We must make sure we get this right. Changing the landscape forever is a very big decision to make.
Simon Ramsay MP
Member for Western Victoria
Pick My Project
Be sure to vote on local “Pick My Projects” and include “Surf Coast Nautical Rise Indigenous Edible Garden”. Just a quick reminder to your readers that the ‘Pick My Project’ voting closes this coming Monday September 17 at 5pm.
All you have to do is call the “Pick My Project” Team on 1800 797 818 and they will create an account to complete your local vote.
For those who have an email address but no mobile number, the team can complete the verification for you.
Call them when you’ve created your account and picked your three favourite project ideas.
I would encourage our residents to select ‘Surf Coast Nautical Rise Indigenous Edible Garden.’ We need your votes for this first of its kind community garden!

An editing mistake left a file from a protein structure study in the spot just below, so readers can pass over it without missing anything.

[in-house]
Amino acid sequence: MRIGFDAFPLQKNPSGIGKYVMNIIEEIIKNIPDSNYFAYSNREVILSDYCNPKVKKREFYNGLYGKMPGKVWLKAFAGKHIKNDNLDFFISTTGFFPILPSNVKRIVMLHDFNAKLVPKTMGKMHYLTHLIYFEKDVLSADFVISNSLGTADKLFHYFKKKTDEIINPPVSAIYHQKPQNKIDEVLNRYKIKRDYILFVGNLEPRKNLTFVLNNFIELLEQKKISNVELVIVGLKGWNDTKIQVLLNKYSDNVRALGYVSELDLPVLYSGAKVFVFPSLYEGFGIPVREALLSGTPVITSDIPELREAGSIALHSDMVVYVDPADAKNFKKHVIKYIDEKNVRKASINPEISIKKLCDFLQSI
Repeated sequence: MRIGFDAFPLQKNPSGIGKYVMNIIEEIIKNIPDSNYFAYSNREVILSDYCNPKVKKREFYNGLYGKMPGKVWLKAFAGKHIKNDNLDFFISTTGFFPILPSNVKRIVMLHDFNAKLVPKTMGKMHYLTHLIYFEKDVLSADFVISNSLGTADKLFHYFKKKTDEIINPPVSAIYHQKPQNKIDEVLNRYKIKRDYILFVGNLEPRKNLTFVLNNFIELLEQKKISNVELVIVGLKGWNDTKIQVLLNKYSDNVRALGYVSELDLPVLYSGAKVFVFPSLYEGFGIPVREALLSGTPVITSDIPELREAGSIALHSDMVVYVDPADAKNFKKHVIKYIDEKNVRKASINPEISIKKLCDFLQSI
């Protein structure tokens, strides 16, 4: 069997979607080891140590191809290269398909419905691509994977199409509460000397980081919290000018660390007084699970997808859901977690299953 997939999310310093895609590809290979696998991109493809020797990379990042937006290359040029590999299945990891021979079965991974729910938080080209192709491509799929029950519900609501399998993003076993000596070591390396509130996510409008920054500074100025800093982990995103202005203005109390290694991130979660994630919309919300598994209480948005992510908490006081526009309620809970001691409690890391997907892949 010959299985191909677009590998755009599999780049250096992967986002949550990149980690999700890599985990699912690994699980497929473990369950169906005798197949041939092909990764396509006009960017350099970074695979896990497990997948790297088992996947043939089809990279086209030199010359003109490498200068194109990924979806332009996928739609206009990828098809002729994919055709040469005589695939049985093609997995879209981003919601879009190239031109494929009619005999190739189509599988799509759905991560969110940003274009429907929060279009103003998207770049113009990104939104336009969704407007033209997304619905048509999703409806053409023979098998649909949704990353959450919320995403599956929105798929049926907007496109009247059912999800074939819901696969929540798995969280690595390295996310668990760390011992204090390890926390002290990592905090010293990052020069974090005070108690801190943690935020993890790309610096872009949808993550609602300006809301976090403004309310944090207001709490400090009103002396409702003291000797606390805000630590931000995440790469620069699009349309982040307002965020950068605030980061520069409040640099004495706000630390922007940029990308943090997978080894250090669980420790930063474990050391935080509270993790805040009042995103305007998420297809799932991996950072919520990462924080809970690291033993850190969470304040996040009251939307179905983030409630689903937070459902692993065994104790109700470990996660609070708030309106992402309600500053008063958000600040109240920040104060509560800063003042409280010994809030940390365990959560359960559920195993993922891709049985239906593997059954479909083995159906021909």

The proposed Community Indigenous Edible Garden preliminary design is for an interactive ‘pick and eat’ indigenous culinary garden showing proposed planting focused on Aboriginal seasonal indicators (see BOM Aboriginal calendar link bom.gov.au/iwk/calendars/gariwerd.shtml).
Traditional Aboriginal society in this area differentiated six distinct seasons through the year. Plants proposed for this space will become prolific at different times and will aid in identifying the seasons. Early consultation with the Wadawurrung, the local traditional owners of the land, has been very positive and it is proposed that this relationship continues through the evolution of the site.
In June 2018, the Surf Coast Shire Council endorsed the merit of this proposal.
We hope you will consider and vote for this unique Community Garden project model for further ones throughout our Shire. Visit pickmyproject.vic.gov.au.
Thank you for your consideration and vote.
John De Witt